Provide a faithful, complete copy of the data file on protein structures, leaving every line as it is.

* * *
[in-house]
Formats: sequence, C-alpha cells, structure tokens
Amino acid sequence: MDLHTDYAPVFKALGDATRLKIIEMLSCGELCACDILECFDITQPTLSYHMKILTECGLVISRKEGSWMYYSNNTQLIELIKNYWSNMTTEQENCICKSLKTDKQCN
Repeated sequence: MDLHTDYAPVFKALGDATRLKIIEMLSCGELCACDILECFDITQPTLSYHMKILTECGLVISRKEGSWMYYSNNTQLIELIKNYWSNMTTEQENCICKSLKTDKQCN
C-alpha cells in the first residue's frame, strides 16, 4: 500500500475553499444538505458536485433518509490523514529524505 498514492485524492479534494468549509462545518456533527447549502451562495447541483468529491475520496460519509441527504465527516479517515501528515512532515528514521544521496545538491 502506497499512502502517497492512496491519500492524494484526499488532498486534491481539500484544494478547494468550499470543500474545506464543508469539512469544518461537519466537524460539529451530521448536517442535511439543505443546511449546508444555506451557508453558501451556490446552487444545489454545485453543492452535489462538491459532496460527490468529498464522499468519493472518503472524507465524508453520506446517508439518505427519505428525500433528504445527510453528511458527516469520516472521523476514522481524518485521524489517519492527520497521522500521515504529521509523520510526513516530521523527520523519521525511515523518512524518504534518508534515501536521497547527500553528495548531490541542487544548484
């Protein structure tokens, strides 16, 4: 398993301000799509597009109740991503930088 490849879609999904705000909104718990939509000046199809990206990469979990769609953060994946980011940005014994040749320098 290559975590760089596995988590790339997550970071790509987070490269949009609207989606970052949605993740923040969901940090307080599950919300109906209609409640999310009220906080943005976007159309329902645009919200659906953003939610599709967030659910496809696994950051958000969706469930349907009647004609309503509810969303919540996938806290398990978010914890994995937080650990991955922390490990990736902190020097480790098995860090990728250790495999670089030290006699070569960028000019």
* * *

[in-house]
Formats: sequence, C-alpha cells, structure tokens
Amino acid sequence: MDLHTDYAPVFKALGDATRLKIIEMLSCGELCACDILECFDITQPTLSYHMKILTECGLVISRKEGSWMYYSNNTQLIELIKNYWSNMTTEQENCICKSLKTDKQCN
Repeated sequence: MDLHTDYAPVFKALGDATRLKIIEMLSCGELCACDILECFDITQPTLSYHMKILTECGLVISRKEGSWMYYSNNTQLIELIKNYWSNMTTEQENCICKSLKTDKQCN
C-alpha cells in the first residue's frame, strides 16, 4: 500500500475553499444538505458536485433518509490523514529524505 498514492485524492479534494468549509462545518456533527447549502451562495447541483468529491475520496460519509441527504465527516479517515501528515512532515528514521544521496545538491 502506497499512502502517497492512496491519500492524494484526499488532498486534491481539500484544494478547494468550499470543500474545506464543508469539512469544518461537519466537524460539529451530521448536517442535511439543505443546511449546508444555506451557508453558501451556490446552487444545489454545485453543492452535489462538491459532496460527490468529498464522499468519493472518503472524507465524508453520506446517508439518505427519505428525500433528504445527510453528511458527516469520516472521523476514522481524518485521524489517519492527520497521522500521515504529521509523520510526513516530521523527520523519521525511515523518512524518504534518508534515501536521497547527500553528495548531490541542487544548484
């Protein structure tokens, strides 16, 4: 398993301000799509597009109740991503930088 490849879609999904705000909104718990939509000046199809990206990469979990769609953060994946980011940005014994040749320098 290559975590760089596995988590790339997550970071790509987070490269949009609207989606970052949605993740923040969901940090307080599950919300109906209609409640999310009220906080943005976007159309329902645009919200659906953003939610599709967030659910496809696994950051958000969706469930349907009647004609309503509810969303919540996938806290398990978010914890994995937080650990991955922390490990990736902190020097480790098995860090990728250790495999670089030290006699070569960028000019």